In vivo characterization of the liver fat ¹H MR spectrum.
ABSTRACT A theoretical triglyceride model was developed for in vivo human liver fat (1) H MRS characterization, using the number of double bonds (-CH=CH-), number of methylene-interrupted double bonds (-CH=CH-CH(2)-CH=CH-) and average fatty acid chain length. Five 3 T, single-voxel, stimulated echo acquisition mode spectra (STEAM) were acquired consecutively at progressively longer TEs in a fat-water emulsion phantom and in 121 human subjects with known or suspected nonalcoholic fatty liver disease. T(2)-corrected peak areas were calculated. Phantom data were used to validate the model. Human data were used in the model to determine the complete liver fat spectrum. In the fat-water emulsion phantom, the spectrum predicted by the model (based on known fatty acid chain distribution) agreed closely with spectroscopic measurement. In human subjects, areas of CH(2) peaks at 2.1 and 1.3 ppm were linearly correlated (slope, 0.172; r = 0.991), as were the 0.9 ppm CH(3) and 1.3 ppm CH(2) peaks (slope, 0.125; r = 0.989). The 2.75 ppm CH(2) peak represented 0.6% of the total fat signal in high-liver-fat subjects. These values predict that 8.6% of the total fat signal overlies the water peak. The triglyceride model can characterize human liver fat spectra. This allows more accurate determination of liver fat fraction from MRI and MRS.
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ABSTRACT: PURPOSE: To demonstrate an approach to water-fat separation with R2* correction using compressed sensing and parallel imaging. METHODS: Acquisition times for chemical shift based water-fat separation imaging are lengthy, and many applications rely on image acceleration techniques. In this study, we present an integrated compressed sensing, parallel imaging, R2* corrected water-fat separation technique for water-fat imaging of highly accelerated acquisitions. Reconstruction times are reduced using coil compression. RESULTS: The proposed technique is demonstrated using a customized IDEAL-SPGR pulse sequence to acquire retrospectively and prospectively undersampled datasets of the liver, calf, knee, and abdominal cavity. This technique is shown to offer comparable image quality relative to fully sampled reference images for a range of acceleration factors. At high acceleration factors, this technique is shown to offer improved image quality over parallel imaging. CONCLUSION: A technique is described that uses compressed sensing and parallel imaging to reconstruct R2*-corrected water and fat images from accelerated datasets. Acceleration factors as high as 7.0 are shown with excellent image quality. These high acceleration factors enable water-fat separation with higher resolution or greater anatomical coverage in breath-hold applications. Magn Reson Med, 2013. © 2013 Wiley Periodicals, Inc.Magnetic Resonance in Medicine 03/2013; · 2.96 Impact Factor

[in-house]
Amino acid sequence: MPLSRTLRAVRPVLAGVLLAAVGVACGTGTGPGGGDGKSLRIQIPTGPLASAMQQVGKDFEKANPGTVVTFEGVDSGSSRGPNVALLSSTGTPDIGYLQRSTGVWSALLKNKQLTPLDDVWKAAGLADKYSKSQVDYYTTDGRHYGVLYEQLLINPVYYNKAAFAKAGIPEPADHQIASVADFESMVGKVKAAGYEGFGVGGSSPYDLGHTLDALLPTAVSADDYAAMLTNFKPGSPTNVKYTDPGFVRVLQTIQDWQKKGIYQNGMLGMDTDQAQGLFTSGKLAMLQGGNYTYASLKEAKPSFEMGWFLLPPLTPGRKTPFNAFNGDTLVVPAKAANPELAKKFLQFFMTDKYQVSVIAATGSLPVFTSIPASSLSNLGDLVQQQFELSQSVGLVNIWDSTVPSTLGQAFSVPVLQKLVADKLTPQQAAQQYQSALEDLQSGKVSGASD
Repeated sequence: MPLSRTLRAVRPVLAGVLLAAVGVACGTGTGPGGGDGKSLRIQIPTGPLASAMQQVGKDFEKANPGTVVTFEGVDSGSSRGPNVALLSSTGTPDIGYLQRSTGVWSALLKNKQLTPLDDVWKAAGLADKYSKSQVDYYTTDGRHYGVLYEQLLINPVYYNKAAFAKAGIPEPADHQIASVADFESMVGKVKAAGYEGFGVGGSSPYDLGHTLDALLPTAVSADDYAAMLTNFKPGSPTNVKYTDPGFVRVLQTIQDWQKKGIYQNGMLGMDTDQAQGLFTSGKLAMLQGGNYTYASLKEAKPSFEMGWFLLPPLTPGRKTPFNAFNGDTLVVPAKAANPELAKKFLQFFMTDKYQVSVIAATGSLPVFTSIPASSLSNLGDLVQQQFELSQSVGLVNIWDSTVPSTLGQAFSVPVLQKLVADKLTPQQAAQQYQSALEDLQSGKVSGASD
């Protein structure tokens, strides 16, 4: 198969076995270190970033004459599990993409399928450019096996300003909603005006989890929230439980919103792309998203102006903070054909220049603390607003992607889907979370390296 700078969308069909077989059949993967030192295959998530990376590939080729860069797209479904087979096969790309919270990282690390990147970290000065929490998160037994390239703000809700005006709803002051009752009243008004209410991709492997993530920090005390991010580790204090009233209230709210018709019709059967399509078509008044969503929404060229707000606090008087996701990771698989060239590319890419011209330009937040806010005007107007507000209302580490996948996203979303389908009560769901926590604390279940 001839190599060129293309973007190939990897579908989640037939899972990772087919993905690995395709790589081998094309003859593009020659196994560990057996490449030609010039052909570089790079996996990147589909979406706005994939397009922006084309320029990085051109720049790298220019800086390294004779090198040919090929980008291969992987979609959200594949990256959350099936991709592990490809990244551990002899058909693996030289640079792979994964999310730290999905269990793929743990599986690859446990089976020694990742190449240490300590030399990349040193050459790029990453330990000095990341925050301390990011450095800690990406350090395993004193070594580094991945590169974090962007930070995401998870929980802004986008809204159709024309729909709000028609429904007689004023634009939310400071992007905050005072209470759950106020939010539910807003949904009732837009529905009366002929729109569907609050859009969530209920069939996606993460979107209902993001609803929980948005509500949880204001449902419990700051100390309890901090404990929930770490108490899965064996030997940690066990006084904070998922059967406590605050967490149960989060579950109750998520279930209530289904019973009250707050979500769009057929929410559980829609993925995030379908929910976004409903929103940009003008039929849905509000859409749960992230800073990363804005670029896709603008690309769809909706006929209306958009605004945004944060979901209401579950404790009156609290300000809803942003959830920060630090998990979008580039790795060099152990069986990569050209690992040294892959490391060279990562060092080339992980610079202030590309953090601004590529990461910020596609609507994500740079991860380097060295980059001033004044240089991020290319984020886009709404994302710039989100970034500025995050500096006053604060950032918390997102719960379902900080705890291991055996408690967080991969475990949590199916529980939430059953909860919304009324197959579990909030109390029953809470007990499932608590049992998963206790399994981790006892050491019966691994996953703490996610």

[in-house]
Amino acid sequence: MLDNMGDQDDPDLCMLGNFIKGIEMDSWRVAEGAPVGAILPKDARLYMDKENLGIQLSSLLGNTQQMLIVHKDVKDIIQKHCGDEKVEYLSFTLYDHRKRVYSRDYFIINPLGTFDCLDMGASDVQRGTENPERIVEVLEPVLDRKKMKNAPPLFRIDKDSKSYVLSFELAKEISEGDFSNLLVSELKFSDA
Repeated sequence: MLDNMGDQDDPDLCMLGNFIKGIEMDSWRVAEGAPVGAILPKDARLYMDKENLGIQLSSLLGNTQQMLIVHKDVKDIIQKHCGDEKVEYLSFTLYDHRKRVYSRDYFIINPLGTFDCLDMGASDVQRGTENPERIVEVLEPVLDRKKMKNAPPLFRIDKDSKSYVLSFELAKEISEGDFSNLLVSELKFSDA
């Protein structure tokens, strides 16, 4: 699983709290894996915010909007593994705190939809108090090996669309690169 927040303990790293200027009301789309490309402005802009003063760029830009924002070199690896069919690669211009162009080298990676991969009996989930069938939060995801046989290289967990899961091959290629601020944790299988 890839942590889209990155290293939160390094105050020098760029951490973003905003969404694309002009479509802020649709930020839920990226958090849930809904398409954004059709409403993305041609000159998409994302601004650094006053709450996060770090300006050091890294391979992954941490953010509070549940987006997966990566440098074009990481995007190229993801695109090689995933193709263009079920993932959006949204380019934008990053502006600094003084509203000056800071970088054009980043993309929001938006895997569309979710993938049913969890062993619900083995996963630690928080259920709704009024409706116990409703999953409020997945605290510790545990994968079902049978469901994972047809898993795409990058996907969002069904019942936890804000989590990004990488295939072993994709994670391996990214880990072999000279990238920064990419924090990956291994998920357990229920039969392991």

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ABSTRACT: Not only the fat content but also the composition of fatty acids (FAs) in stored triglycerides might be of interest in the research on nonalcoholic fatty liver disease and nonalcoholic steatohepatitis. In this study, a novel reconstruction approach is proposed that uses theoretical knowledge of the chemical structure of FAs to simultaneously quantify the fat fraction (FF) and the FAs composition (chain length cl, number of double bonds ndb, and number of methylene-interrupted double bonds nmidb) from multiple gradient echo images. Twenty phantoms with various fat contents (FF = 9-100%) and FA compositions (cl = 12.1-17.9, ndb = 0.23-5.10, and nmidb = 0.04-2.39) were constructed and imaged in a 3-T Siemens scanner. In addition, spectra were acquired in each phantom. Slopes and "standard deviations from true values" were used to investigate the accuracy of the two methods. The imaging method holds well in a comparison to the previously suggested spectroscopy method and showed similar overall accuracy. The in vivo feasibility was demonstrated in the thigh adipose tissue of a healthy volunteer. In conclusion, our developed method is a promising tool for FF and FA composition quantification. Magn Reson Med, 2012. © 2012 Wiley Periodicals, Inc.Magnetic Resonance in Medicine 04/2012; · 2.96 Impact Factor